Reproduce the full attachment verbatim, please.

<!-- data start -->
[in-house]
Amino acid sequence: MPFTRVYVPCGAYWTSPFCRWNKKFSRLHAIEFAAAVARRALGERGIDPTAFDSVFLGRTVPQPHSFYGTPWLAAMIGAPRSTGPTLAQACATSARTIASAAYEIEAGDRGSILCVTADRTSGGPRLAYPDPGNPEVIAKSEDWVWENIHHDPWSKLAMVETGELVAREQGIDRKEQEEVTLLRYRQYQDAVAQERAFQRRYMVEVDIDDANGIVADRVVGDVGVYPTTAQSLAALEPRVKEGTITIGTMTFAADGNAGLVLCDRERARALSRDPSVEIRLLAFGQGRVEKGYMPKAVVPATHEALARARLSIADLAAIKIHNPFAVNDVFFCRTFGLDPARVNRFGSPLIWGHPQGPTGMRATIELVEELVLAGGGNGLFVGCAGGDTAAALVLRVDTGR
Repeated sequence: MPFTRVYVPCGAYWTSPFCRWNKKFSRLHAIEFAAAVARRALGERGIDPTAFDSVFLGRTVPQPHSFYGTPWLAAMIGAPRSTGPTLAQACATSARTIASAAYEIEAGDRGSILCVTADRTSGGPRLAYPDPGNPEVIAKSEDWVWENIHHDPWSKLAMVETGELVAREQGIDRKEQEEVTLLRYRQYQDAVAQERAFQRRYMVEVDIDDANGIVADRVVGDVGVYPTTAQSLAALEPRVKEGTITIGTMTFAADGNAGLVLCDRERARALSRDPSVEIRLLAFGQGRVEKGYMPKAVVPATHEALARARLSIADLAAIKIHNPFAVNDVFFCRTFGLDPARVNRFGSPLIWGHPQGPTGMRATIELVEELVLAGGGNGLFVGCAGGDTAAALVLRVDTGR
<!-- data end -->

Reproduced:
[in-house]
Amino acid sequence: MPFTRVYVPCGAYWTSPFCRWNKKFSRLHAIEFAAAVARRALGERGIDPTAFDSVFLGRTVPQPHSFYGTPWLAAMIGAPRSTGPTLAQACATSARTIASAAYEIEAGDRGSILCVTADRTSGGPRLAYPDPGNPEVIAKSEDWVWENIHHDPWSKLAMVETGELVAREQGIDRKEQEEVTLLRYRQYQDAVAQERAFQRRYMVEVDIDDANGIVADRVVGDVGVYPTTAQSLAALEPRVKEGTITIGTMTFAADGNAGLVLCDRERARALSRDPSVEIRLLAFGQGRVEKGYMPKAVVPATHEALARARLSIADLAAIKIHNPFAVNDVFFCRTFGLDPARVNRFGSPLIWGHPQGPTGMRATIELVEELVLAGGGNGLFVGCAGGDTAAALVLRVDTGR
Repeated sequence: MPFTRVYVPCGAYWTSPFCRWNKKFSRLHAIEFAAAVARRALGERGIDPTAFDSVFLGRTVPQPHSFYGTPWLAAMIGAPRSTGPTLAQACATSARTIASAAYEIEAGDRGSILCVTADRTSGGPRLAYPDPGNPEVIAKSEDWVWENIHHDPWSKLAMVETGELVAREQGIDRKEQEEVTLLRYRQYQDAVAQERAFQRRYMVEVDIDDANGIVADRVVGDVGVYPTTAQSLAALEPRVKEGTITIGTMTFAADGNAGLVLCDRERARALSRDPSVEIRLLAFGQGRVEKGYMPKAVVPATHEALARARLSIADLAAIKIHNPFAVNDVFFCRTFGLDPARVNRFGSPLIWGHPQGPTGMRATIELVEELVLAGGGNGLFVGCAGGDTAAALVLRVDTGR